On Thursday, Nov. 16th, 2017 from 5:30 – 7:30 at the Branding Iron in BV featured speaker, Caroline Fry, the Advocacy & Media Manager with Colorado Common Cause discussed with an audience of about 40 people how money affects state and local races. She shared hands-on strategies to use to track money in Colorado politics. The audience enjoyed complimentary appetizers and a cash bar. Below are the slides from the presentation.
Caroline recommend a few things that you may find interesting:
The Secretary of State’s TRACER website: http://tracer.sos.colorado.gov/PublicSite/homepage.aspx
This is where you can see every dollar coming in and out of every committee that is raising and spending money in Colorado elections. I am hoping to record and release a short video explaining how the public can use the website to “follow the money” during the 2018 elections. For now, you can watch the Secretary of State’s training videos on their website (pay specific attention to 7) search contributions & 8) search expenditures): http://tracer.sos.colorado.gov/PublicSite/WebTraining.aspx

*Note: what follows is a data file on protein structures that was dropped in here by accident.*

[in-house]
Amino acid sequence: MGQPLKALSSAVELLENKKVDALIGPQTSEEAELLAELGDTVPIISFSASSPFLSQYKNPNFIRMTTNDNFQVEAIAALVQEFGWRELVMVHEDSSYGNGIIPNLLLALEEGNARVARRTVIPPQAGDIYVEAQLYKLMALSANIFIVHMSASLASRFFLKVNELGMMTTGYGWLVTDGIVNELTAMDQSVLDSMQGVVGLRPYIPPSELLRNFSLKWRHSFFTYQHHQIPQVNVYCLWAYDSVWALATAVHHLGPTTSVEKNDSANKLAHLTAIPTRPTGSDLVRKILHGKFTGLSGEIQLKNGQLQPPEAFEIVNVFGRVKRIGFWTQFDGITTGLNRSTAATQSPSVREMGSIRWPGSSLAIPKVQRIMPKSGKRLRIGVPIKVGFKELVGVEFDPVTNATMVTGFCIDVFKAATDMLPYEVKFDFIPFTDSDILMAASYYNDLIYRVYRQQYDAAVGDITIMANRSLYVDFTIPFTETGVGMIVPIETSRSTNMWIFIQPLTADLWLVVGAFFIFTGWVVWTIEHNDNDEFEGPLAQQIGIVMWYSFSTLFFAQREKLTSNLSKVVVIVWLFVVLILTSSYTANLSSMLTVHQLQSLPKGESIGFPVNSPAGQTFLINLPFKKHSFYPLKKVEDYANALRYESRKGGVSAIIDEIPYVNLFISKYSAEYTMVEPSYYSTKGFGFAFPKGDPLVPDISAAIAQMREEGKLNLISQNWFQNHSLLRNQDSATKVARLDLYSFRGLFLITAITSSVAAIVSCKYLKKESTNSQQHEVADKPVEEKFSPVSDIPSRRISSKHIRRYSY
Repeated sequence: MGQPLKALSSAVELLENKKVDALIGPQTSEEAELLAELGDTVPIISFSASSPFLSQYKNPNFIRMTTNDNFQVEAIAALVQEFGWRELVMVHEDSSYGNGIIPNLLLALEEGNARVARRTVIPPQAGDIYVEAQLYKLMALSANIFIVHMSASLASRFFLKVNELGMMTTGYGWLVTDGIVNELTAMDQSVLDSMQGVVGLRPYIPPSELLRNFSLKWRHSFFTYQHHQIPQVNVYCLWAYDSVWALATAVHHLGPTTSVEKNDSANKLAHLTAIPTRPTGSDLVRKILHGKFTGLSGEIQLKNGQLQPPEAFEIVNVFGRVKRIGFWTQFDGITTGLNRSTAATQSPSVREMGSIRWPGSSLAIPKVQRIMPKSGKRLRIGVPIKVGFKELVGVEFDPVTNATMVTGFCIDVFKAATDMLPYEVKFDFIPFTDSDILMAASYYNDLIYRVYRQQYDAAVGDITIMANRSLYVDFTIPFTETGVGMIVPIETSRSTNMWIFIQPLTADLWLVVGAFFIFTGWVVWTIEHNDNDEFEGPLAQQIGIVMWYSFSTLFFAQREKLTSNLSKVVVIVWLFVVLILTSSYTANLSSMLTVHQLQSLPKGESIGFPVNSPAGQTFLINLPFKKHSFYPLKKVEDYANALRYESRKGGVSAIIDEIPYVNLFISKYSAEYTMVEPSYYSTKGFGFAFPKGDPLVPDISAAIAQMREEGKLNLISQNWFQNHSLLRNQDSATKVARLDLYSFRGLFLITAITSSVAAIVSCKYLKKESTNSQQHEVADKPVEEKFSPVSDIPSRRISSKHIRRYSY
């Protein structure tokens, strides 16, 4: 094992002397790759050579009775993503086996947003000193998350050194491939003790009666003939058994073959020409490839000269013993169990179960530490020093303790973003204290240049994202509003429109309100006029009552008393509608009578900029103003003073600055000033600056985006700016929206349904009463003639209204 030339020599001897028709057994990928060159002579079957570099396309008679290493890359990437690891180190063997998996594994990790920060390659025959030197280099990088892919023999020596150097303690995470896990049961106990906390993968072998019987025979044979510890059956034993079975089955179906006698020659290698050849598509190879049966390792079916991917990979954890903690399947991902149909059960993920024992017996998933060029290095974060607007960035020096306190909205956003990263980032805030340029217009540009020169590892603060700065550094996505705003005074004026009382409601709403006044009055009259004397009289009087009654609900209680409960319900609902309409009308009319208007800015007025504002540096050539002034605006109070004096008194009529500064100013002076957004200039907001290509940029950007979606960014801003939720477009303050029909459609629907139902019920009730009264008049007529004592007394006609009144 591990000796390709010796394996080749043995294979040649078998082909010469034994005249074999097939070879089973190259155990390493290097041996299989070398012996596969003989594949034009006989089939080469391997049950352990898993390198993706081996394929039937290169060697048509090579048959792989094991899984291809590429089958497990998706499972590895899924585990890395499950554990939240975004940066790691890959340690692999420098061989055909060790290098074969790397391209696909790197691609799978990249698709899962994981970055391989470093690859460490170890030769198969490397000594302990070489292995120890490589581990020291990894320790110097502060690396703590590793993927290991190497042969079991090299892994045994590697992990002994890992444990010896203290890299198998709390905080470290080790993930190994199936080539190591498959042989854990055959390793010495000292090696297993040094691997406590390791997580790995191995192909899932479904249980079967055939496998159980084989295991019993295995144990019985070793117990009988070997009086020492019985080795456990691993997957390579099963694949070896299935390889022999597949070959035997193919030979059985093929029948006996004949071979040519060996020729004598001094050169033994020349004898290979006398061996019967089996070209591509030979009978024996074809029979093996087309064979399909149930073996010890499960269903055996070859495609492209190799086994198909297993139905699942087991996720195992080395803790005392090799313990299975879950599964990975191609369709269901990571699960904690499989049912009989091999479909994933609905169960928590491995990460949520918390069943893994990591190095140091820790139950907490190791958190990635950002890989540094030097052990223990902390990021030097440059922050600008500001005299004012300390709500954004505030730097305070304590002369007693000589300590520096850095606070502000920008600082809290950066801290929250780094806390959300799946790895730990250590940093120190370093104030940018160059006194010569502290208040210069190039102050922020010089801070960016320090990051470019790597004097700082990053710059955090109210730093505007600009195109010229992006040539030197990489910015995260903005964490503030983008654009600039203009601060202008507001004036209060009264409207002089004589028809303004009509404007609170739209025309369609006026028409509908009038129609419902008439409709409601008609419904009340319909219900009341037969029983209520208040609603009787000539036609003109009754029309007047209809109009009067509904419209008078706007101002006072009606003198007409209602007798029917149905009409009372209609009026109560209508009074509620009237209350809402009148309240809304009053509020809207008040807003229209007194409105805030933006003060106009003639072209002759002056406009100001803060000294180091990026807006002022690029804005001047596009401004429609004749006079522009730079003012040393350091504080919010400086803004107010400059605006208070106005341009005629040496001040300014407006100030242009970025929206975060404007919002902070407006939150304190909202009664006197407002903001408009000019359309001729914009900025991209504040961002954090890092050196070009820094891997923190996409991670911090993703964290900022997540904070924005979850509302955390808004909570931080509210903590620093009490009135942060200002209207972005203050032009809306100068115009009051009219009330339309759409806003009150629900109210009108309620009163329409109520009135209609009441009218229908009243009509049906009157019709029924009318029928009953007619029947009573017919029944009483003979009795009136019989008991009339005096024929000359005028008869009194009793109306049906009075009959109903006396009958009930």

Colorado Common Cause email list:
Folks who sign up will hear about what we’re working on throughout the year, including action alerts, special events, and Common Cause news.
Colorado Action Committee:
This is a sign-up list for Common Cause activists who want to do more than just receive occasional emails from us. I personally email this list bi-weekly with updates about how they can get plugged into our work. For example, there’s a net neutrality rally that we’re planning in December 9th, and some of my action committee members are helping us with the planning.
On Thursday, Nov. 16th, 2017 from 5:30 – 7:30 at the Branding Iron in BV featured speaker, Caroline Fry, the Advocacy & Media Manager with Colorado Common Cause discussed with an audience of about 40 people how money affects state and local races. She shared hands-on strategies to use to track money in Colorado politics. The audience enjoyed complimentary appetizers and a cash bar.
League to Host Salida City Government Candidates
at the Salida Community Center, 305 F Street, Salida, CO 81201
- Ward 1 candidates Monica Griesenbeck and Dan Shore,
- Ward 2 candidates Justin Critelli and Richard Leavitt, and
- Ward 3 candidates incumbent Melodee Hallett and challenger Harald Kaspar.
- Mayoral Candidate incumbent Jim Livecchi is scheduled to attend, but his challenger, PT Wood is unable to attend due to a prior out-of-town commitment. A proxy for Mr. Wood will make introductory remarks in his stead.